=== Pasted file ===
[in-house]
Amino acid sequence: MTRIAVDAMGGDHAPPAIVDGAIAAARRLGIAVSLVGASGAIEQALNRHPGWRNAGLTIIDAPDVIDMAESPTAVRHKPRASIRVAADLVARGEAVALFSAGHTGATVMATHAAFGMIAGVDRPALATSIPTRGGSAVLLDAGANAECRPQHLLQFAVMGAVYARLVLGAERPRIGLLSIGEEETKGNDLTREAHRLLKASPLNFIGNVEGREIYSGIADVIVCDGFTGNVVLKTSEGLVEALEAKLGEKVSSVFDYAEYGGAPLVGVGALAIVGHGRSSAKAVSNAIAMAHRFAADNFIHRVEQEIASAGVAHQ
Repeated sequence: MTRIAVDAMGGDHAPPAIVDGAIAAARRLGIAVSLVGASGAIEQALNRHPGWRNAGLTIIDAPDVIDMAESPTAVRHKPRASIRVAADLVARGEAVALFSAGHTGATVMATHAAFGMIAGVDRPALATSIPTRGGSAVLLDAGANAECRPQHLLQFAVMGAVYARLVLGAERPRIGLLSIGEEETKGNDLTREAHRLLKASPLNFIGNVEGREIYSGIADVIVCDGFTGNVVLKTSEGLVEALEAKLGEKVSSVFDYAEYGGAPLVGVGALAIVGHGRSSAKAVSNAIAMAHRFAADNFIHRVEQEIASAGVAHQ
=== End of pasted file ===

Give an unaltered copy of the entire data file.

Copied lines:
[in-house]
Amino acid sequence: MTRIAVDAMGGDHAPPAIVDGAIAAARRLGIAVSLVGASGAIEQALNRHPGWRNAGLTIIDAPDVIDMAESPTAVRHKPRASIRVAADLVARGEAVALFSAGHTGATVMATHAAFGMIAGVDRPALATSIPTRGGSAVLLDAGANAECRPQHLLQFAVMGAVYARLVLGAERPRIGLLSIGEEETKGNDLTREAHRLLKASPLNFIGNVEGREIYSGIADVIVCDGFTGNVVLKTSEGLVEALEAKLGEKVSSVFDYAEYGGAPLVGVGALAIVGHGRSSAKAVSNAIAMAHRFAADNFIHRVEQEIASAGVAHQ
Repeated sequence: MTRIAVDAMGGDHAPPAIVDGAIAAARRLGIAVSLVGASGAIEQALNRHPGWRNAGLTIIDAPDVIDMAESPTAVRHKPRASIRVAADLVARGEAVALFSAGHTGATVMATHAAFGMIAGVDRPALATSIPTRGGSAVLLDAGANAECRPQHLLQFAVMGAVYARLVLGAERPRIGLLSIGEEETKGNDLTREAHRLLKASPLNFIGNVEGREIYSGIADVIVCDGFTGNVVLKTSEGLVEALEAKLGEKVSSVFDYAEYGGAPLVGVGALAIVGHGRSSAKAVSNAIAMAHRFAADNFIHRVEQEIASAGVAHQ